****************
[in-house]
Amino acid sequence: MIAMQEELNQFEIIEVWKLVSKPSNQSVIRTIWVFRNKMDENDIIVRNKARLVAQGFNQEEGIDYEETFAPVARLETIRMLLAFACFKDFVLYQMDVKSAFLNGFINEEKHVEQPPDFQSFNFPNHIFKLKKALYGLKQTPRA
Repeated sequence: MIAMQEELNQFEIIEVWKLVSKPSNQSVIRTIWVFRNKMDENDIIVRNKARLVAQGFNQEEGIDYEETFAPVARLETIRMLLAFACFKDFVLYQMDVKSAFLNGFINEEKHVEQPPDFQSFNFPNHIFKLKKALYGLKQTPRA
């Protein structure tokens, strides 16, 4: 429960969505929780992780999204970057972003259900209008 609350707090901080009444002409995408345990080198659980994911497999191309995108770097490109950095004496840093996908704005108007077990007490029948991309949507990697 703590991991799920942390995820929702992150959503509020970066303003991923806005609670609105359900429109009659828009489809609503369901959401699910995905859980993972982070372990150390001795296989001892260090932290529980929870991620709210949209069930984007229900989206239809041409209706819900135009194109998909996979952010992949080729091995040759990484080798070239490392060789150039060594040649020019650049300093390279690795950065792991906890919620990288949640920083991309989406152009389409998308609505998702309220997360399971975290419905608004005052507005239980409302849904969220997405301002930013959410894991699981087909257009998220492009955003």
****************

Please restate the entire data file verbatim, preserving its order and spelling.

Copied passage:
[in-house]
Amino acid sequence: MIAMQEELNQFEIIEVWKLVSKPSNQSVIRTIWVFRNKMDENDIIVRNKARLVAQGFNQEEGIDYEETFAPVARLETIRMLLAFACFKDFVLYQMDVKSAFLNGFINEEKHVEQPPDFQSFNFPNHIFKLKKALYGLKQTPRA
Repeated sequence: MIAMQEELNQFEIIEVWKLVSKPSNQSVIRTIWVFRNKMDENDIIVRNKARLVAQGFNQEEGIDYEETFAPVARLETIRMLLAFACFKDFVLYQMDVKSAFLNGFINEEKHVEQPPDFQSFNFPNHIFKLKKALYGLKQTPRA
């Protein structure tokens, strides 16, 4: 429960969505929780992780999204970057972003259900209008 609350707090901080009444002409995408345990080198659980994911497999191309995108770097490109950095004496840093996908704005108007077990007490029948991309949507990697 703590991991799920942390995820929702992150959503509020970066303003991923806005609670609105359900429109009659828009489809609503369901959401699910995905859980993972982070372990150390001795296989001892260090932290529980929870991620709210949209069930984007229900989206239809041409209706819900135009194109998909996979952010992949080729091995040759990484080798070239490392060789150039060594040649020019650049300093390279690795950065792991906890919620990288949640920083991309989406152009389409998308609505998702309220997360399971975290419905608004005052507005239980409302849904969220997405301002930013959410894991699981087909257009998220492009955003």